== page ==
UK fintech businesses should prepare for a more “intense regulatory focus” in the future, the Bank of England has said sharing its vision of post-Brexit London.
The Bank’s governor, Mark Carney, also stated in a speech Wednesday that despite Brexit negotiations, London was to become the “world’s leading fintech center.”
Fintech could ‘exacerbate financial volatility’
The somewhat contradictory remarks from Carney were made in his capacity as chairman of the Financial Stability Board, a Swiss-based group which makes recommendations to G20 countries.
He said that fintech companies en masse could potentially pose risks to traditional banking models, the Financial Times reports, and as a result, regulations would likely become more stringent in the next few years.
“... Authorities can be expected to pursue a more intense focus on the regulatory perimeter, more dynamic settings of prudential requirements, a broader commitment to resolution regimes and a more disciplined management of operational and cyber risks,” he continued.
On the topic of fintech businesses’ potential to disrupt banking and bring services to more sections of the population, Carney added that they could also “exacerbate financial volatility.”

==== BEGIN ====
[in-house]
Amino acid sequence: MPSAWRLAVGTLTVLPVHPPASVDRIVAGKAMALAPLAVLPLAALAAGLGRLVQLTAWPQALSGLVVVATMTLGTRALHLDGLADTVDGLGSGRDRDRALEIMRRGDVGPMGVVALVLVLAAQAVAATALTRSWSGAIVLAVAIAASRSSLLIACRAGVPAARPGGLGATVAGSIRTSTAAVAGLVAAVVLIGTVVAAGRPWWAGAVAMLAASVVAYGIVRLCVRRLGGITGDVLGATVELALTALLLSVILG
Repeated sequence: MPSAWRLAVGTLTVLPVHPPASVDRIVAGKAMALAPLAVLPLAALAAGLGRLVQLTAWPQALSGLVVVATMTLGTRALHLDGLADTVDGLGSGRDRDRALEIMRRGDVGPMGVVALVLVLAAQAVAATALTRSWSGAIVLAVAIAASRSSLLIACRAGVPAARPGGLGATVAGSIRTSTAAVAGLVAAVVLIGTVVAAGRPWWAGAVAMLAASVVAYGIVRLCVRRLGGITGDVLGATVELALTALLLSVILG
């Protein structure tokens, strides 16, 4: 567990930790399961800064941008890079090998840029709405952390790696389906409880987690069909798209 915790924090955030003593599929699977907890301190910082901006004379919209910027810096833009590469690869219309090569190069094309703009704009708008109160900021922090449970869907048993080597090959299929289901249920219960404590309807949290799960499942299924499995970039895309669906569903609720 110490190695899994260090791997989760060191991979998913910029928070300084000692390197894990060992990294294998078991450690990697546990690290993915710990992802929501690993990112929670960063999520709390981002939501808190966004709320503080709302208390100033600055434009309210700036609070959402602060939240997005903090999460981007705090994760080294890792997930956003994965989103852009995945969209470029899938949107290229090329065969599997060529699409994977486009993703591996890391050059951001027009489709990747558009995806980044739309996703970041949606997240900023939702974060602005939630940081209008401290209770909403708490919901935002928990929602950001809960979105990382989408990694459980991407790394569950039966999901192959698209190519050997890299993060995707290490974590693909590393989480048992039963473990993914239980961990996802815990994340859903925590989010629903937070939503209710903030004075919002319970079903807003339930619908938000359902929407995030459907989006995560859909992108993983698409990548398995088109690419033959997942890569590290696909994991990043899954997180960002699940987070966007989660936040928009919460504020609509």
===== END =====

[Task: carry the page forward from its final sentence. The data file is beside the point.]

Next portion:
London does Blockchain gold
London is by no means a stranger to financial innovation and the Bank of England itself is fostering Blockchain innovation as well through both research and pilot projects.
The UK currency issuer the Royal Mint even announced a partnership in November to facilitate Blockchain-based gold trading. Already a year in the making, the move is designed to make London a more attractive environment for investors to trade gold.
“We didn’t set out with Blockchain in mind but we wanted to address the problem that it costs money to vault gold,” David Janczewski, director of new business at the Royal Mint, told the Telegraph newspaper. “This is a digital solution to physical gold trading.”
Bitcoin business soldiers on
The risks and uncertainty facing the British economy meanwhile have become notorious causes for volatility in the pound sterling since the Brexit vote was announced last June. 90 percent of banks said preparing for leaving the European Union was now their top priority.
Bitcoin businesses have faced a mixed ride in recent times, with several reports over 2016 of banks unexpectedly cutting off services without warning only to reinstate them later. Local Bitcoins users have also complained of service denials, in particular from Barclays, which in October also blocked an account linked to UK news portal CoinJournal.
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